Feature: The Guardian
10 Jun 2020 15.00 AEST
Think you love musicals? Meet the fan who has seen Les Mis 977 times.
What makes Wicked and Starlight Express so addictive? A new documentary, Repeat Attenders, chronicles the reasons superfans return to see their favourites
You might guess that the Australian film-maker Mark Dooley likes musical theatre from his production company’s name being a pun on Hello, Dolly!, the 1964 Broadway hit. Hello Dooley has just produced Repeat Attenders, a tremendous documentary about “super fans” of stage musicals who, after really liking a show, begin to follow it religiously – literally so, going once a week and more often during the holidays.
Zoomed from Melbourne, Dooley explains that he had the idea in London, over coffee with a friend who was working on the West End production of Priscilla: Queen of the Desert. She mentioned individuals who spent almost as much time at the theatre as the cast. Intrigued, he “asked around the business, and the stories came flooding in”.
Interviewees include a man who saw 1,169 of the 5,123 New York performances of Jonathan Larson’s Rent; and a British woman who we meet en route to her 977th viewing of Les Misérables in London.
This is Dooley’s first documentary feature after a TV career that includes the Australian version of Gogglebox. He admits to having seen Wicked “about seven times in various productions. But now I don’t feel I ever need to see it again. I’m done: there are too many moments where I think: I’m a bit bored now.”
For the record, three times is the most that I have ever seen a production of the same musical, the most recent being Dominic Cooke’s Follies and Trevor Nunn’s Fiddler on the Roof. That felt enough for one show; a thought that, as Repeat Attenders explores, never occurs to the most determined returners.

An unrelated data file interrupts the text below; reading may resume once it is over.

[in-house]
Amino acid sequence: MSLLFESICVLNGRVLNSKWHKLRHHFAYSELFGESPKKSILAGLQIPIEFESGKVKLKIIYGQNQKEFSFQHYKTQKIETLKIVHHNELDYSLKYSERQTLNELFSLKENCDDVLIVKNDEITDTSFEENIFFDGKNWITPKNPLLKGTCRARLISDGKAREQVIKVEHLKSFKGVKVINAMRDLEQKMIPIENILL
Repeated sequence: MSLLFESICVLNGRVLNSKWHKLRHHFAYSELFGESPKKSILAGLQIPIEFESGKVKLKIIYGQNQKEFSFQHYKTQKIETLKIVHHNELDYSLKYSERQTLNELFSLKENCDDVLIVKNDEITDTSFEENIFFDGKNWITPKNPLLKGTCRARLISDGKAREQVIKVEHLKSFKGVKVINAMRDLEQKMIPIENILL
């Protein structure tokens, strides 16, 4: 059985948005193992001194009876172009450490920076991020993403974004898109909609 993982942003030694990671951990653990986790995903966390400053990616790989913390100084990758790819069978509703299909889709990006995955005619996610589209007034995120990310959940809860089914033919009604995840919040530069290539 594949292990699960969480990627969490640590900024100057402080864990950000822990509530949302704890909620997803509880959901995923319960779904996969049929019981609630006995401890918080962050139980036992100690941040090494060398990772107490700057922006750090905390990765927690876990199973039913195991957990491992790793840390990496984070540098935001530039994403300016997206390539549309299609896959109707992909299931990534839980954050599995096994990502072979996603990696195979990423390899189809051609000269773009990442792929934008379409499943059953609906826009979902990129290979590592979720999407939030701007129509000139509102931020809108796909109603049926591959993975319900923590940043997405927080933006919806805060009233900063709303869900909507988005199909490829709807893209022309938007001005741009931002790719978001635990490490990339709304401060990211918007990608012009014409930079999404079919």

One reason that the phenomenon involves musicals is that their often very long runs make obsession possible. Were you to become obsessed with a new play at the Royal Court, you would struggle to see it more than a few times before the run ended. “Absolutely,” agrees Dooley. “Though even within musical theatre, it’s only a few productions. There aren’t really Sondheim repeat attenders because the shows don’t run long enough.”
Another important factor, though, is that the super fans Dooley meets have had various struggles in their lives, and most of the shows that go on longest – Wicked, Cats, Starlight Express – are about the triumphant validation of the outsider. “From the first time they saw these shows,” the director says, “the super fans made that connection.” It would be easy to imagine another film on the same subject that took the attitude, to paraphrase the name of a well-known musical, “Jesus Christ! Superfans!” But Repeat Attenders is generally non-judgmental, leaving audiences to have their own view on the healthiness of the obsession. “I thought of having a narrator,” Dooley says, “but I really didn’t want to force an opinion on people. I just wanted to be as observational as possible, using their voices. I was actually very judgy when I started making the film – thinking it was going to be hilarious meeting these freaks – but, spending time with them on and off camera, I came to the conclusion that there are underlying reasons why we do everything, and so that became the story.”
While most of the case studies suggest that repeat attending, although it may arise from lack of self-esteem or life structure, isn’t harming anyone, Dooley includes one example where someone did threaten harm – an American man jailed for stalking a Broadway actress after being arrested at her stage door. “It is a really shocking moment in the film,” the director admits. “It’s not typical of repeat attenders, but it can and does happen. It was a difficult decision, because I don’t want people to think badly of this subject. But, making a documentary, it has to be balanced.”
All culture is now altered by the context of Covid-19, but the meaning of this film has changed more than most. I found it impossible to watch without thinking about what these people – for whom the apparent indestructibility of Wicked or Les Misérables was a fixed point of their lives – lost when the theatres closed. “Absolutely,” Dooley agrees. “The people who go to these shows as a bit of escapism, or happiness, or self-care, they can’t now get it. Watching it now, post Covid-19, there is a different element to the film. Even seeing people in a theatre is strange!.”
There is a sub-group of hit musicals – led by Everybody’s Talking About Jamie and Grey Gardens – that are based on TV documentaries. So Repeat Attenders – the Musical is surely waiting to be added to the group? Dooley’s smile illuminates the Zoom screen. “You know, I was seriously thinking about that today. It has to happen at some point. This subject matter lends itself to a musical so well.” If that happens, I might not want to see it a thousand times, but certainly once; and I would happily see the documentary a second time.
Mark Lawson - The Guardian